In this legislative session, proposed Assembly Bill 5 (AB5) provides for the government creation of a local improvement district, without an election, to finance energy-efficiency improvements or renewable-energy projects through the levy of owner opt-in property assessments in Nevada.
The creation of local improvement districts to finance certain improvement projects is not a novel concept for Nevadans. In 2009, the Legislature added energy-efficiency improvement projects and renewable energy projects to the list of authorized projects that a municipality may engage. AB5, however, may create some unique challenges for commercial property owners and lenders in Nevada.
AB5 establishes a mechanism for members of a community to share in the cost of converting to clean energy. The implementation proposed by AB5 may ultimately result in unintended consequences for commercial property owners and lenders.
If passed, AB5 allows for the introduction of Property Accessed Clean Energy financing, commonly known as PACE, to the Nevada market. PACE is a relatively new form of long-term financing that takes advantage of legislation like AB5 to attach a superpriority assessment lien to a property in order to secure funds advanced for energy-efficiency improvements or renewable-energy projects.
Before an improvement district is formed, a property owner must “opt-in” to the local improvement district and also agree to the levy of an assessment against the property to pay all or a portion of the project costs, in an amount up to the estimated maximum benefit of the improvement or installation project on the property.
The assessment is a lien recorded against the property and remains with the property until the loan is paid. The lien will transfer to successor property owners upon sale. The aggregate amount of the recorded liens cannot exceed 90 percent of the “fair market value of the property assessed,” which as proposed, is the assessed value of the property.
While AB5 does not specifically address the priority of the lien, under Nevada law, an assessment lien is prior and superior to existing encumbrances, including mortgages and deeds of trust. The obvious problem for lenders is the scenario of a decline in the value of the property coupled with having a superpriority lien recorded against the collateral. Should a PACE borrower default on its financial obligations to repay the PACE loan, a foreclosure could occur, wiping out a lender’s security.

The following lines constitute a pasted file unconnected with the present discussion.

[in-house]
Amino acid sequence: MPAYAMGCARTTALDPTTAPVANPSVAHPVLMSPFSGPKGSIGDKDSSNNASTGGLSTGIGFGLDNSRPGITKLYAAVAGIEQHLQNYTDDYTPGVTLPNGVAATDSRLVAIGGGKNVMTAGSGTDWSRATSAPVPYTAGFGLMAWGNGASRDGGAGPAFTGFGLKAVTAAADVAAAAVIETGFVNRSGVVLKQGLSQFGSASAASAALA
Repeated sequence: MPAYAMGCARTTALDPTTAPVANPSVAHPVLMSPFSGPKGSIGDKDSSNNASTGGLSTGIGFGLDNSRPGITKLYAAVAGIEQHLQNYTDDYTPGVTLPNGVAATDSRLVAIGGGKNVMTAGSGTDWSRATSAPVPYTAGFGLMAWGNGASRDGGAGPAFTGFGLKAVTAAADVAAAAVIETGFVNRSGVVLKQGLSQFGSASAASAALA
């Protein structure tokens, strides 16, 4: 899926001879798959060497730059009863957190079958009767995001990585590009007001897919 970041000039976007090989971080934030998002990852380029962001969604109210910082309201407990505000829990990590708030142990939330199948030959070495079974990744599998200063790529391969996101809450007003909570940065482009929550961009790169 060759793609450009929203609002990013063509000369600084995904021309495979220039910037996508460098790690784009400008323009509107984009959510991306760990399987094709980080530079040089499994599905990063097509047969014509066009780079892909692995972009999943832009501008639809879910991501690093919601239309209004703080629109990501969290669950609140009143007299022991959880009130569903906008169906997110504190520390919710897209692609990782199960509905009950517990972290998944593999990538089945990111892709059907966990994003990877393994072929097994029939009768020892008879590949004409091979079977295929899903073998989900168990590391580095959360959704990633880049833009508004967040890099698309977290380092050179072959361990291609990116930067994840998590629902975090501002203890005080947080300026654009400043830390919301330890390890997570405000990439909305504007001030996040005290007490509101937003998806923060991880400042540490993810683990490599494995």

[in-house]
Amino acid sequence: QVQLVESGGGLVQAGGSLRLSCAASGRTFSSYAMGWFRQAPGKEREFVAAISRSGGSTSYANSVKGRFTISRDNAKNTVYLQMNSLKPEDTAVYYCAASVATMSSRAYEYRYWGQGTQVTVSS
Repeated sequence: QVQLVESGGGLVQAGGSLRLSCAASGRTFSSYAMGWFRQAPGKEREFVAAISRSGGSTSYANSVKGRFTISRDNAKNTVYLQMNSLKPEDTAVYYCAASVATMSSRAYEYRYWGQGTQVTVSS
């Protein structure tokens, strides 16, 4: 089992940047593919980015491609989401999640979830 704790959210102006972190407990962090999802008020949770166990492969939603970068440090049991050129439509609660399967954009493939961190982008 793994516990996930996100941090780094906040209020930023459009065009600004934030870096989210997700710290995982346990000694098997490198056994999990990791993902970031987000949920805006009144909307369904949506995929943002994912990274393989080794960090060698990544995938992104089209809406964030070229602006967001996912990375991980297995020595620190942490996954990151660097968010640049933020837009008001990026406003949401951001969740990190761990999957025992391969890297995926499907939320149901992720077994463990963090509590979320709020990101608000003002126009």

Because any lien for assessments becomes superior over any other lien except tax liens — including purchase money interests — commercial property owners will likely be required to seek approval from their existing mortgage lender before obtaining PACE financing. Difficulties in obtaining lender approval will likely arise.
An amendment to AB5 was proposed to the state Assembly on April 25, related to commercial properties only, which requires among other things, lender consent for PACE financing in a form and manner that can be recorded.
The Assembly passed AB5, as amended, on April 25, and the bill was referred the Senate on April 26. It has been heard, but no action has been taken by the Senate to date.
While using the property as security for a loan is certainly not a new concept for lenders and commercial property owners in Nevada, PACE financing may be provided without any consideration of a borrower’s ability to repay the funds advanced. In an appreciating real estate market, this poses less risk for lenders but should property values decline, the risk to lenders increases.
A cleaner, greener Nevada is certainly a worthy goal. Nevada lenders and commercial property owners, however, must not ignore the senior status of the assessment lien as proposed in AB5 in connection with the asset-backed qualification standards for PACE funding.
In short, if AB5 is passed, local governments will establish financing programs like PACE for interested property owners who otherwise cannot afford the up-front costs of installing renewable-energy projects or energy-efficient retrofits on their commercial properties, regardless of any analysis of the ability to repay the loan.
Lien priority is a crucial issue warranting the attention of Nevada lenders and property owners as AB5 makes its way through the Legislature.
Kelly L. Schmitt is an attorney at Sylvester &Polednak Ltd., a Las Vegas-based law firm specializing in creditor rights in bankruptcy, commercial litigation and commercial transactions, all areas of civil litigation and eminent domain, and all aspects of commercial leasing. Allyson R. Noto is a partner at Sylvester &Polednak with expertise in civil and commercial litigation.